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Sharon Wagoner firstname.lastname@example.org
Postchaise by James Pollard
The round of visits to cities in France and Italy with the possible addition of visits to Austria, Germany, and the Netherlands which made up the itinerary of the Grand Tour served as a hands-on education for young noblemen in the eighteenth century. These travelers were the first tourists; in fact the term tourist is derived from the Grand Tour. Some of these travelers chose to take their own coach with them. We today might like to take our own car when possible because it is more familiar to us, but in those pre-insecticide days there was always a risk of renting a carriage which was infested with fleas or simply in poor repair. What was it like to take your coach with you on the eighteenth century Grand Tour?
The carriage itself was generally pulled by a team of two to four horses and might be a chaise guided by a postillion riding one of the lead horses or a coach controlled by a coachman who sat on the box at the front of the carriage and drove the team with reins. Carriages often had a roof of leather over a metal frame which could be let down like a convertible roof in good weather. They were high slung so as to pass over rough roads more easily. A carriage was entered by a side door with steps that folded onto the coach floor. The interior was richly upholstered with fabric and seats padded with horsehair with an overlay of goose down filled squabs. The interior might include seats that folded down into a travel bed and compartments for guns, liquor, a telescope, and maps.
A complement of servants for a nobleman who intended to spend one to four years traveling Europe on the Grand Tour would include two coachmen for each carriage, a pair of grooms for each carriage, armed outriders, and a tutor/guide at the least. Other possible servants might include a valet and a secretary.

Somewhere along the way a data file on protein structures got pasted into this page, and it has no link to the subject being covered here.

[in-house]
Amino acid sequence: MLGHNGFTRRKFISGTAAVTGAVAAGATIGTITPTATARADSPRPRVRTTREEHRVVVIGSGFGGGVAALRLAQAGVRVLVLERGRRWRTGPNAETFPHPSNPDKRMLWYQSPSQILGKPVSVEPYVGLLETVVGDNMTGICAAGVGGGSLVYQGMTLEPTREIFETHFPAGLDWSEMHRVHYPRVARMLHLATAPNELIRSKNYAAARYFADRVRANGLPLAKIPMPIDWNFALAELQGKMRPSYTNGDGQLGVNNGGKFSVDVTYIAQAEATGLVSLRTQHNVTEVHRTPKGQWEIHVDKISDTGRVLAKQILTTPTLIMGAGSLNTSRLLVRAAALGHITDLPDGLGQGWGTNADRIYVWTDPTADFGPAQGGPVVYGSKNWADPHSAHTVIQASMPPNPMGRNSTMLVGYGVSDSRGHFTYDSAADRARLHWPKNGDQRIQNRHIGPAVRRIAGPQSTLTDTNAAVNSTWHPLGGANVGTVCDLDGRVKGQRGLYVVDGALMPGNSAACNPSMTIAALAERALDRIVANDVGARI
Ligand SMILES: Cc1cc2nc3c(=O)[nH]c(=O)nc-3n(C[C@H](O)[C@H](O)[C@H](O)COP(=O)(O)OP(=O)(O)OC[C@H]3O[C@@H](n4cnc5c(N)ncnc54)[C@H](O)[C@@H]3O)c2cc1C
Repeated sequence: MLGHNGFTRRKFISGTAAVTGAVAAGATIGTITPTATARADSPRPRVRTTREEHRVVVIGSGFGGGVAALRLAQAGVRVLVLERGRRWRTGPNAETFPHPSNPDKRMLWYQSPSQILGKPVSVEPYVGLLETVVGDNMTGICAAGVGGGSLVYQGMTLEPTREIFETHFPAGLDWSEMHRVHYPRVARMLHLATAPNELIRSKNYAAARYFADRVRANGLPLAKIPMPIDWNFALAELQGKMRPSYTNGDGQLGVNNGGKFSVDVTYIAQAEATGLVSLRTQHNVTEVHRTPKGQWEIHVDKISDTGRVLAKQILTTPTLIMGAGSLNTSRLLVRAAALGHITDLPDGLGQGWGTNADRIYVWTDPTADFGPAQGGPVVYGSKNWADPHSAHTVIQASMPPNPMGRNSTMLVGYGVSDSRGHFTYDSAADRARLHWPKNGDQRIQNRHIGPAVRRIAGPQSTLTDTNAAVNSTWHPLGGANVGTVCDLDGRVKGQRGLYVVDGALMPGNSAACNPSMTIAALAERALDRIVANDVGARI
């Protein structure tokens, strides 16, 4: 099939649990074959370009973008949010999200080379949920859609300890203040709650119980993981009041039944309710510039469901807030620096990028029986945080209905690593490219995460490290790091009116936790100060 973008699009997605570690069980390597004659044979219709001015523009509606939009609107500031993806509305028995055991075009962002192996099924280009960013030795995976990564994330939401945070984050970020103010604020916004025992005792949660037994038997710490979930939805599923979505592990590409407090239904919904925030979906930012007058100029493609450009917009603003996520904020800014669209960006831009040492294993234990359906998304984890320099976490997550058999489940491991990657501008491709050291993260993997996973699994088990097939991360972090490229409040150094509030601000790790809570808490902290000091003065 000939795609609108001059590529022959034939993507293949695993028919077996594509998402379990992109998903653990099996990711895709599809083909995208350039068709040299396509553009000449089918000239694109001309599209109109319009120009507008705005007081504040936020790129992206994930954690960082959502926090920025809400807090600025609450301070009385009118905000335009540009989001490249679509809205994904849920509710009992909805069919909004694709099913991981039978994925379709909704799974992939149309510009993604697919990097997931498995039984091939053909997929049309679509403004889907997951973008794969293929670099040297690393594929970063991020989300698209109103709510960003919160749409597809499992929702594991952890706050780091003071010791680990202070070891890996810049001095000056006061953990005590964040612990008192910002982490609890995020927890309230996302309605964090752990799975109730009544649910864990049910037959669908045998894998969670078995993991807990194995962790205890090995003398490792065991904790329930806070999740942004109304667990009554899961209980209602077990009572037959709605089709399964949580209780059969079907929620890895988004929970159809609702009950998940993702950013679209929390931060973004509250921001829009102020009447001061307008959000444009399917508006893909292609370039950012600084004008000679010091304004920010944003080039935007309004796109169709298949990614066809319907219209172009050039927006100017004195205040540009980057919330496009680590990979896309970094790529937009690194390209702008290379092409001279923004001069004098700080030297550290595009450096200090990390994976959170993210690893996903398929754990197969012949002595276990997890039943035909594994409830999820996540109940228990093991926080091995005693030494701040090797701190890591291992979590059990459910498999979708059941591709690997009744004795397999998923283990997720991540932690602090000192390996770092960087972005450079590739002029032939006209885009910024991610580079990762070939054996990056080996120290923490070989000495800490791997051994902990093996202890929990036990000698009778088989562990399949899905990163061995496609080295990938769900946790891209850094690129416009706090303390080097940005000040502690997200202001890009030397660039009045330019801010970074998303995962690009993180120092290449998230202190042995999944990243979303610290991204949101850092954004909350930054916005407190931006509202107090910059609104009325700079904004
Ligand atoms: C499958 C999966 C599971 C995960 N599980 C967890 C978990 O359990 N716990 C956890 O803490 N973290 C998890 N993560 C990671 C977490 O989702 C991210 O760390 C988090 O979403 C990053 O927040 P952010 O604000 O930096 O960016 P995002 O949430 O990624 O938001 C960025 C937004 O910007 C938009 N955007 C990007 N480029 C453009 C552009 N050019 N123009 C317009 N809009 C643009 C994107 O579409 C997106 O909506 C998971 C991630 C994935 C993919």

If the tourist started from London it was a day long drive to Dover with stops every 8 to 10 miles to exchange the four horse team for fresh horses. The coach traveled at a speed of about 8 to 10 miles per hour. At Dover the coach would be hoisted onto a ship that must wait for a fair wind in the correct direction to make the passage to a European port, usually Calais. The trip might take only three hours with a favorable wind, but waiting a week for the wind to blow in the proper direction was not uncommon. Dr. Burney, the music historian, waited nine days in 1772 for good weather. In Calais, the coach was hoisted from the ship onto the dock with a crane.
After an inspection and obtaining a passport horses could be leased and the coach could follow the reasonably good post road to Paris with sightseeing stops along the way. After a long stay in Paris for lessons in fencing, etiquette, and a visit to the French court, the tourist must decide whether to enter Italy via the Alps or by crossing the Gulf of Genoa. Over the Alps
There were no coach roads through the Alps until the end of the eighteenth century, so to cross the Alps the entire coach had to be disassembles and packed over the mountains on mule back. The Mount Cenis pass on the route from Lyons to Turin was the most traveled route into Italy. The tourists were carried over the mountains by Swiss chairmen in a device like a chair without legs mounted on poles. A Miss Wilmot, who was one of the rare women to make the Grand Tour, reported that the Swiss chair carriers were happy men who burst into song as they approached the Alpine villages. Sometimes tourists had the thrill of sledding down a steep slope as Thomas Pelham did in 1777. Once in Turin the carriage was reassembled and the tourist began the slow trip around Italy.
Pen and ink sketch of sledge in the Alps from Royal Library Windsor Castle, England.
To Italy by Sea